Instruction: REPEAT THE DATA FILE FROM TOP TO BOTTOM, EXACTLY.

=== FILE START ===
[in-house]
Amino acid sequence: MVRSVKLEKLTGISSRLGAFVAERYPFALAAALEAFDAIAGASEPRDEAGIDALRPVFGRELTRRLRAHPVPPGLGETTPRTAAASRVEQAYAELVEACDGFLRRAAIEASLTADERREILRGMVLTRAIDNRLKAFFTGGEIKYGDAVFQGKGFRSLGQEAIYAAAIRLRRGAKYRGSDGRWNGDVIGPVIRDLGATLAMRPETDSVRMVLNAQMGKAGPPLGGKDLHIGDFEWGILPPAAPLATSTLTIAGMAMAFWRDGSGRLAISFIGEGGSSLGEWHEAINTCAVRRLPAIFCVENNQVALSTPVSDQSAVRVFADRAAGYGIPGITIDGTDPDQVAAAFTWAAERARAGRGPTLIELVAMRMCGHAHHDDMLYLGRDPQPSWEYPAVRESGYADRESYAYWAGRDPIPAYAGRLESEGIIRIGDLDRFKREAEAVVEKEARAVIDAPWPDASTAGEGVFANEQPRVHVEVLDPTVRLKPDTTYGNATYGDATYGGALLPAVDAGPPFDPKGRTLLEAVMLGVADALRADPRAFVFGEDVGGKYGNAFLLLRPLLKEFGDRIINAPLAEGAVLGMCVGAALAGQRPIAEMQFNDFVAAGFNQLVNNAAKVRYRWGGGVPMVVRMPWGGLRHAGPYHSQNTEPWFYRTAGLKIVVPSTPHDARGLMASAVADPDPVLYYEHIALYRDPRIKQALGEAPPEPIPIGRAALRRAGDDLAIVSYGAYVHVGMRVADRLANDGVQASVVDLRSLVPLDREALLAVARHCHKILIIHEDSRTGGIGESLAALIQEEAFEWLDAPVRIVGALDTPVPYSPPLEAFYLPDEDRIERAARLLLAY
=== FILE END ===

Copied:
[in-house]
Amino acid sequence: MVRSVKLEKLTGISSRLGAFVAERYPFALAAALEAFDAIAGASEPRDEAGIDALRPVFGRELTRRLRAHPVPPGLGETTPRTAAASRVEQAYAELVEACDGFLRRAAIEASLTADERREILRGMVLTRAIDNRLKAFFTGGEIKYGDAVFQGKGFRSLGQEAIYAAAIRLRRGAKYRGSDGRWNGDVIGPVIRDLGATLAMRPETDSVRMVLNAQMGKAGPPLGGKDLHIGDFEWGILPPAAPLATSTLTIAGMAMAFWRDGSGRLAISFIGEGGSSLGEWHEAINTCAVRRLPAIFCVENNQVALSTPVSDQSAVRVFADRAAGYGIPGITIDGTDPDQVAAAFTWAAERARAGRGPTLIELVAMRMCGHAHHDDMLYLGRDPQPSWEYPAVRESGYADRESYAYWAGRDPIPAYAGRLESEGIIRIGDLDRFKREAEAVVEKEARAVIDAPWPDASTAGEGVFANEQPRVHVEVLDPTVRLKPDTTYGNATYGDATYGGALLPAVDAGPPFDPKGRTLLEAVMLGVADALRADPRAFVFGEDVGGKYGNAFLLLRPLLKEFGDRIINAPLAEGAVLGMCVGAALAGQRPIAEMQFNDFVAAGFNQLVNNAAKVRYRWGGGVPMVVRMPWGGLRHAGPYHSQNTEPWFYRTAGLKIVVPSTPHDARGLMASAVADPDPVLYYEHIALYRDPRIKQALGEAPPEPIPIGRAALRRAGDDLAIVSYGAYVHVGMRVADRLANDGVQASVVDLRSLVPLDREALLAVARHCHKILIIHEDSRTGGIGESLAALIQEEAFEWLDAPVRIVGALDTPVPYSPPLEAFYLPDEDRIERAARLLLAY